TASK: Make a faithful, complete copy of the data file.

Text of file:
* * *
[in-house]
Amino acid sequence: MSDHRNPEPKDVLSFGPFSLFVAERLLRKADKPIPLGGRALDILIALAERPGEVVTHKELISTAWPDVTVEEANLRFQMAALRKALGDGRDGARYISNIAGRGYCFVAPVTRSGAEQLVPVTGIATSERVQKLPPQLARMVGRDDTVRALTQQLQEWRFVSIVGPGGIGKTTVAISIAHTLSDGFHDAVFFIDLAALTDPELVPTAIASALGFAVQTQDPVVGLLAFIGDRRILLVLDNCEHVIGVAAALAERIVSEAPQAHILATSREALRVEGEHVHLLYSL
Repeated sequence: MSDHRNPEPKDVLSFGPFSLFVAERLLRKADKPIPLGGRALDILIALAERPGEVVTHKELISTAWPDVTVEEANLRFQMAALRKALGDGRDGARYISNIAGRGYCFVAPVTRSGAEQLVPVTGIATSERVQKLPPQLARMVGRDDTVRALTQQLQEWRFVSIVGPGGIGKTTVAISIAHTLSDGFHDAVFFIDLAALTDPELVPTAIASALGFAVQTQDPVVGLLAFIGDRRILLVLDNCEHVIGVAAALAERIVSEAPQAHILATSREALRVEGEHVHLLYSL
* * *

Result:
[in-house]
Amino acid sequence: MSDHRNPEPKDVLSFGPFSLFVAERLLRKADKPIPLGGRALDILIALAERPGEVVTHKELISTAWPDVTVEEANLRFQMAALRKALGDGRDGARYISNIAGRGYCFVAPVTRSGAEQLVPVTGIATSERVQKLPPQLARMVGRDDTVRALTQQLQEWRFVSIVGPGGIGKTTVAISIAHTLSDGFHDAVFFIDLAALTDPELVPTAIASALGFAVQTQDPVVGLLAFIGDRRILLVLDNCEHVIGVAAALAERIVSEAPQAHILATSREALRVEGEHVHLLYSL
Repeated sequence: MSDHRNPEPKDVLSFGPFSLFVAERLLRKADKPIPLGGRALDILIALAERPGEVVTHKELISTAWPDVTVEEANLRFQMAALRKALGDGRDGARYISNIAGRGYCFVAPVTRSGAEQLVPVTGIATSERVQKLPPQLARMVGRDDTVRALTQQLQEWRFVSIVGPGGIGKTTVAISIAHTLSDGFHDAVFFIDLAALTDPELVPTAIASALGFAVQTQDPVVGLLAFIGDRRILLVLDNCEHVIGVAAALAERIVSEAPQAHILATSREALRVEGEHVHLLYSL